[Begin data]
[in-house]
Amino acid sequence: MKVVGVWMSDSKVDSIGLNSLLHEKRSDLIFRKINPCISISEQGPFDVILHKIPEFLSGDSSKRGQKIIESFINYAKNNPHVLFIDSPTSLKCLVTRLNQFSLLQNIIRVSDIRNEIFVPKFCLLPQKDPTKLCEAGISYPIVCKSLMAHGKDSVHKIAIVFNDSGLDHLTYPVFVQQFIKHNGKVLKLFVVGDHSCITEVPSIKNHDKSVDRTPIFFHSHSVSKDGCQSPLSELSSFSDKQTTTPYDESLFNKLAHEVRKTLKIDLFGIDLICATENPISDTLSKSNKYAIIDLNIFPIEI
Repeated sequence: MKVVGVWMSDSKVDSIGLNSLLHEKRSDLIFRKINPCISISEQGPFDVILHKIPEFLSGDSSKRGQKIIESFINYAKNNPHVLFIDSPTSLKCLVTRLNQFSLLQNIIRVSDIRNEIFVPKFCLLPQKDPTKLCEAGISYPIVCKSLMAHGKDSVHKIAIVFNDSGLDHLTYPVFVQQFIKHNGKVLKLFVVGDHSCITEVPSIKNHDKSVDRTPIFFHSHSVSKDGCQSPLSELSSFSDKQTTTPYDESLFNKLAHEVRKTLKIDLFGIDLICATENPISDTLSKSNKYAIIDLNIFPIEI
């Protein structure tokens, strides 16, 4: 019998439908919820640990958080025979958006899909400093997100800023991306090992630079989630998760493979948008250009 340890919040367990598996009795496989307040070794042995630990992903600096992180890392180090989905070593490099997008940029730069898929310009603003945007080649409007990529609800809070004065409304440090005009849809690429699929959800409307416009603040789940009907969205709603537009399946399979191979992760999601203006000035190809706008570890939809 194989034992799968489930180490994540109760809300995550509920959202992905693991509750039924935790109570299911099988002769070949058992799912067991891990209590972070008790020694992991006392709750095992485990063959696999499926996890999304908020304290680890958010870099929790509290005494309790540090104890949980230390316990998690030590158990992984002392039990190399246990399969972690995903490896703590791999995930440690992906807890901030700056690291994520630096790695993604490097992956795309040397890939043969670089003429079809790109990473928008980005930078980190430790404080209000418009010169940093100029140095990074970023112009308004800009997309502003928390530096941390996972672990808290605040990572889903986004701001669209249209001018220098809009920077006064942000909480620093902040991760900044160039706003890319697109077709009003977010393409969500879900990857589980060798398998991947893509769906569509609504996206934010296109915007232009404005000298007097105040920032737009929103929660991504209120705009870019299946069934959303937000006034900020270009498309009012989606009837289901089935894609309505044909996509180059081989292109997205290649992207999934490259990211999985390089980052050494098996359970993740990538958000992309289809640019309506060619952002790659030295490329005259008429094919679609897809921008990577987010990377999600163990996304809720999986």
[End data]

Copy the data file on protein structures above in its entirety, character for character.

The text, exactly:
[in-house]
Amino acid sequence: MKVVGVWMSDSKVDSIGLNSLLHEKRSDLIFRKINPCISISEQGPFDVILHKIPEFLSGDSSKRGQKIIESFINYAKNNPHVLFIDSPTSLKCLVTRLNQFSLLQNIIRVSDIRNEIFVPKFCLLPQKDPTKLCEAGISYPIVCKSLMAHGKDSVHKIAIVFNDSGLDHLTYPVFVQQFIKHNGKVLKLFVVGDHSCITEVPSIKNHDKSVDRTPIFFHSHSVSKDGCQSPLSELSSFSDKQTTTPYDESLFNKLAHEVRKTLKIDLFGIDLICATENPISDTLSKSNKYAIIDLNIFPIEI
Repeated sequence: MKVVGVWMSDSKVDSIGLNSLLHEKRSDLIFRKINPCISISEQGPFDVILHKIPEFLSGDSSKRGQKIIESFINYAKNNPHVLFIDSPTSLKCLVTRLNQFSLLQNIIRVSDIRNEIFVPKFCLLPQKDPTKLCEAGISYPIVCKSLMAHGKDSVHKIAIVFNDSGLDHLTYPVFVQQFIKHNGKVLKLFVVGDHSCITEVPSIKNHDKSVDRTPIFFHSHSVSKDGCQSPLSELSSFSDKQTTTPYDESLFNKLAHEVRKTLKIDLFGIDLICATENPISDTLSKSNKYAIIDLNIFPIEI
């Protein structure tokens, strides 16, 4: 019998439908919820640990958080025979958006899909400093997100800023991306090992630079989630998760493979948008250009 340890919040367990598996009795496989307040070794042995630990992903600096992180890392180090989905070593490099997008940029730069898929310009603003945007080649409007990529609800809070004065409304440090005009849809690429699929959800409307416009603040789940009907969205709603537009399946399979191979992760999601203006000035190809706008570890939809 194989034992799968489930180490994540109760809300995550509920959202992905693991509750039924935790109570299911099988002769070949058992799912067991891990209590972070008790020694992991006392709750095992485990063959696999499926996890999304908020304290680890958010870099929790509290005494309790540090104890949980230390316990998690030590158990992984002392039990190399246990399969972690995903490896703590791999995930440690992906807890901030700056690291994520630096790695993604490097992956795309040397890939043969670089003429079809790109990473928008980005930078980190430790404080209000418009010169940093100029140095990074970023112009308004800009997309502003928390530096941390996972672990808290605040990572889903986004701001669209249209001018220098809009920077006064942000909480620093902040991760900044160039706003890319697109077709009003977010393409969500879900990857589980060798398998991947893509769906569509609504996206934010296109915007232009404005000298007097105040920032737009929103929660991504209120705009870019299946069934959303937000006034900020270009498309009012989606009837289901089935894609309505044909996509180059081989292109997205290649992207999934490259990211999985390089980052050494098996359970993740990538958000992309289809640019309506060619952002790659030295490329005259008429094919679609897809921008990577987010990377999600163990996304809720999986």